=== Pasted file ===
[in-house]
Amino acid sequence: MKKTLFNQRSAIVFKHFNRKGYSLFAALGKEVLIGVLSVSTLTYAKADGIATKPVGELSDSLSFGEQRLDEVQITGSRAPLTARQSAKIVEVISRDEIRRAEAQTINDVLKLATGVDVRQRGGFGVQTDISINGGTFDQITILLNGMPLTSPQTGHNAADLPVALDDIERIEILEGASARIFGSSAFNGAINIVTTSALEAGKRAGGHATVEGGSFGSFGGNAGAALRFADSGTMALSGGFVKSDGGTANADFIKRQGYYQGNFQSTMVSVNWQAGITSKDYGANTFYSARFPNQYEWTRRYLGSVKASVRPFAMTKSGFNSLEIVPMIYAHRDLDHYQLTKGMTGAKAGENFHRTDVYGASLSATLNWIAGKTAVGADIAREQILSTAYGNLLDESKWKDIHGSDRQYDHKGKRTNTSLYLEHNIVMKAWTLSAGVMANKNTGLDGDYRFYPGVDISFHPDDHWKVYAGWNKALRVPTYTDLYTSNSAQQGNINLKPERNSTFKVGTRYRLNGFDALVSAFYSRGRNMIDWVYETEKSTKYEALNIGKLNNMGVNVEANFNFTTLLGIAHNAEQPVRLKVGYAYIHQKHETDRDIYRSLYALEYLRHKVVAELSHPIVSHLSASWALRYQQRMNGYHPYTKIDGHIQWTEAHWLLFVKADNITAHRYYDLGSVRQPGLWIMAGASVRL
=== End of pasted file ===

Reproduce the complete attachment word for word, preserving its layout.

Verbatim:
[in-house]
Amino acid sequence: MKKTLFNQRSAIVFKHFNRKGYSLFAALGKEVLIGVLSVSTLTYAKADGIATKPVGELSDSLSFGEQRLDEVQITGSRAPLTARQSAKIVEVISRDEIRRAEAQTINDVLKLATGVDVRQRGGFGVQTDISINGGTFDQITILLNGMPLTSPQTGHNAADLPVALDDIERIEILEGASARIFGSSAFNGAINIVTTSALEAGKRAGGHATVEGGSFGSFGGNAGAALRFADSGTMALSGGFVKSDGGTANADFIKRQGYYQGNFQSTMVSVNWQAGITSKDYGANTFYSARFPNQYEWTRRYLGSVKASVRPFAMTKSGFNSLEIVPMIYAHRDLDHYQLTKGMTGAKAGENFHRTDVYGASLSATLNWIAGKTAVGADIAREQILSTAYGNLLDESKWKDIHGSDRQYDHKGKRTNTSLYLEHNIVMKAWTLSAGVMANKNTGLDGDYRFYPGVDISFHPDDHWKVYAGWNKALRVPTYTDLYTSNSAQQGNINLKPERNSTFKVGTRYRLNGFDALVSAFYSRGRNMIDWVYETEKSTKYEALNIGKLNNMGVNVEANFNFTTLLGIAHNAEQPVRLKVGYAYIHQKHETDRDIYRSLYALEYLRHKVVAELSHPIVSHLSASWALRYQQRMNGYHPYTKIDGHIQWTEAHWLLFVKADNITAHRYYDLGSVRQPGLWIMAGASVRL